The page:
Illustration: Sarah Grillo/Axios

Billions of dollars are flowing into autonomous vehicle development from all corners of the auto and tech industries, with no clear path to success for anyone.

Why it matters: Self-driving technology is not a first-mover, winner-take-all contest. Technology advancements matter, but companies will need to carve out a profitable business model that capitalizes on their strengths — and stop investing in races they can't win.

The big picture: Spending on AVs, by traditional automakers and newcomers alike, is forecast to grow to a cumulative $85 billion through 2025 — on top of $225 billion spending for electric vehicles, according to AlixPartners.

  • They're all chasing a multitrillion-dollar global mobility market that Boston Consulting Group says puts $380 billion in profits up for grabs.

One way it could shake out profitably for all — at least in AV ride-hailing — is outlined in a new paper by researchers at the Clayton Christensen Institute. Per the paper...

  • The odds of success heavily favor the incumbents, Uber and Lyft, which could be a platform for others to deploy AV fleets, though the authors didn't consider who would own or manage those vehicles.
  • Well-resourced competitors like Waymo, Cruise and Argo AI could mount a challenge with their own robotaxi services, but that will be enormously expensive and unlikely to succeed.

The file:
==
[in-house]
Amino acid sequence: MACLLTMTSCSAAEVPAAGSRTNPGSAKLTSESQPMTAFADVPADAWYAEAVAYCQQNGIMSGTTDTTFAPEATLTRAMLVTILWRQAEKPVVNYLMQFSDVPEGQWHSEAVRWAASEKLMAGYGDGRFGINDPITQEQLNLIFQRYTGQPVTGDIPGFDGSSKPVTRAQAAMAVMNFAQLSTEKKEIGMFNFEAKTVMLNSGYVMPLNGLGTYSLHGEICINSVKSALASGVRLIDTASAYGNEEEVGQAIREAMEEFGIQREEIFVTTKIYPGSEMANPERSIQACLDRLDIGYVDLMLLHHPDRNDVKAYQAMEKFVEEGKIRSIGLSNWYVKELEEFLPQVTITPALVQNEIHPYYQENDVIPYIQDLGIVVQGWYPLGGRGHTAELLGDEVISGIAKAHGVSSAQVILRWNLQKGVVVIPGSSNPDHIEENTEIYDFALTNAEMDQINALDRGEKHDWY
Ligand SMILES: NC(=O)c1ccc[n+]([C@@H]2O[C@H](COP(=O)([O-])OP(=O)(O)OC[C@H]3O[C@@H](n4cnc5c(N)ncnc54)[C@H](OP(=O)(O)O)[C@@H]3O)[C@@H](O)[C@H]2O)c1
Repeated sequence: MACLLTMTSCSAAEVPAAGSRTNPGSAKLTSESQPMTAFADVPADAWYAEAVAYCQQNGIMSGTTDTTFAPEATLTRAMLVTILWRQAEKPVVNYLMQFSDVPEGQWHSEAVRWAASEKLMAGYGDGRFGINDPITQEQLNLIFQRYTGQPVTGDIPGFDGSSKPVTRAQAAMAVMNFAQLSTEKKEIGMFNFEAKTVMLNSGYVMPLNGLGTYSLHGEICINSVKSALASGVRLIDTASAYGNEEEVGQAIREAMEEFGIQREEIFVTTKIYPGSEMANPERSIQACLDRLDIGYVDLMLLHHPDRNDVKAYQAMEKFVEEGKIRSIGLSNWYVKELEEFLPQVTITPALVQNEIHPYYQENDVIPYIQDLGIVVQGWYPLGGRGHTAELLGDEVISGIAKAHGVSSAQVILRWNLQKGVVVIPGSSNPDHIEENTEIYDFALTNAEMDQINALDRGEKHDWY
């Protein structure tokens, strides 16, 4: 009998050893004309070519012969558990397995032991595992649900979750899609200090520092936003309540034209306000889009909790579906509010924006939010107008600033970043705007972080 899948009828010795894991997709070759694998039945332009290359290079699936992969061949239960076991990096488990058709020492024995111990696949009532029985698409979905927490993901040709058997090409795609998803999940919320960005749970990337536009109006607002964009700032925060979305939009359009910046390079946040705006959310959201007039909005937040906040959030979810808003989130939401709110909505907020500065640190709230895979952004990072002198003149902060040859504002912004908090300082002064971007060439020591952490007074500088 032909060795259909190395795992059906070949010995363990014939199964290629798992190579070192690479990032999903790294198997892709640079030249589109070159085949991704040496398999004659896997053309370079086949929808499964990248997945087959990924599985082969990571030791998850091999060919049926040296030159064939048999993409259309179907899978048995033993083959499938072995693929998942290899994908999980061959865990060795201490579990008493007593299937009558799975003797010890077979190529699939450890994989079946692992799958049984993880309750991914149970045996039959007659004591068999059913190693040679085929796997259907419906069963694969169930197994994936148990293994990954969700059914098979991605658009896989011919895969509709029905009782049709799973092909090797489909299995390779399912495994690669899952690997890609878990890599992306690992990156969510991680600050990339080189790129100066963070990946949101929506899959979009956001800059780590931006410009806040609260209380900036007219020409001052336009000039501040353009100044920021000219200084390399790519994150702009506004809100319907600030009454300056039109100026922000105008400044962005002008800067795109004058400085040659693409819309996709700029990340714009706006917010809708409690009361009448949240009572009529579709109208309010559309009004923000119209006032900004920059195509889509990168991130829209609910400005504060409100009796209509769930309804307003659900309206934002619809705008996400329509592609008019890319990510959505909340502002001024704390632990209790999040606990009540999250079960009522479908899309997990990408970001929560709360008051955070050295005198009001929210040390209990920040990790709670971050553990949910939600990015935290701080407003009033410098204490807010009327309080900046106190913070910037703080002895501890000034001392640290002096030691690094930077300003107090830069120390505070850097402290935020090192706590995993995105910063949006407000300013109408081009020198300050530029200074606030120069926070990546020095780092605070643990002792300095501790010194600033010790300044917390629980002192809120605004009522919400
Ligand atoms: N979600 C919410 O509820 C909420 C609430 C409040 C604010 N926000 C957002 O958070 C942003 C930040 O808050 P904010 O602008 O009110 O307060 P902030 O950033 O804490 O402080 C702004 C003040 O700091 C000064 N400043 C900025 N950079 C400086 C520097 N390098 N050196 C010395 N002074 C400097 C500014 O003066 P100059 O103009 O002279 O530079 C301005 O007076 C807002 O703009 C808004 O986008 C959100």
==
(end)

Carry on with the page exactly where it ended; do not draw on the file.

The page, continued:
• Instead, those companies would be smart to focus their efforts on monetizing what is likely to be the scarcest technology in AVs: the operating system. In essence, Waymo and Cruise should become the AV equivalent of Microsoft.
  • Startups targeting simpler AV applications — like Voyage offering rides in retirement communities and May Mobility filling gaps in public transit — should abandon dreams of moving upmarket and just master their niches.

Yes, but: No one is ready to yield what could be the most lucrative aspect of the AV ecosystem: the customer relationship (and the data that comes with it).

  • "That’s like calling the game in the first 5 minutes," says Argo CEO Bryan Salesky in an interview. "There are many more innings to go. The game has barely started."
  • "Having a personal mobility experience with a tailored, purpose-built vehicle with the experience you want to have — the right temperature, the right music — that doesn’t exist yet."
  • "To say that people won’t switch from those who were first (in ride-hailing) to those who offer a better experience is crazy to me."

What we're watching: A more likely scenario, in these early days of autonomy, is that companies will carve out footholds on a city-by-city basis, says Brian Collie, head of Boston Consulting Group's automotive and mobility practice.

  • For example, Cruise is targeting San Francisco, Waymo is in the Phoenix area, and Argo is testing in Miami and Washington, D.C., among others.
  • AV companies need to perfect their technology and gain experience in ride-hailing in one city before they can expand to others, Collie says.
  • Every city is unique and for each new locale an AV developer will spend $300 million to $400 million to prepare for deployment, not including the vehicles, he says.

The bottom line: For the next decade or so, there's room for multiple players — with different winners and different business models in each city — but long-term, expect consolidation.

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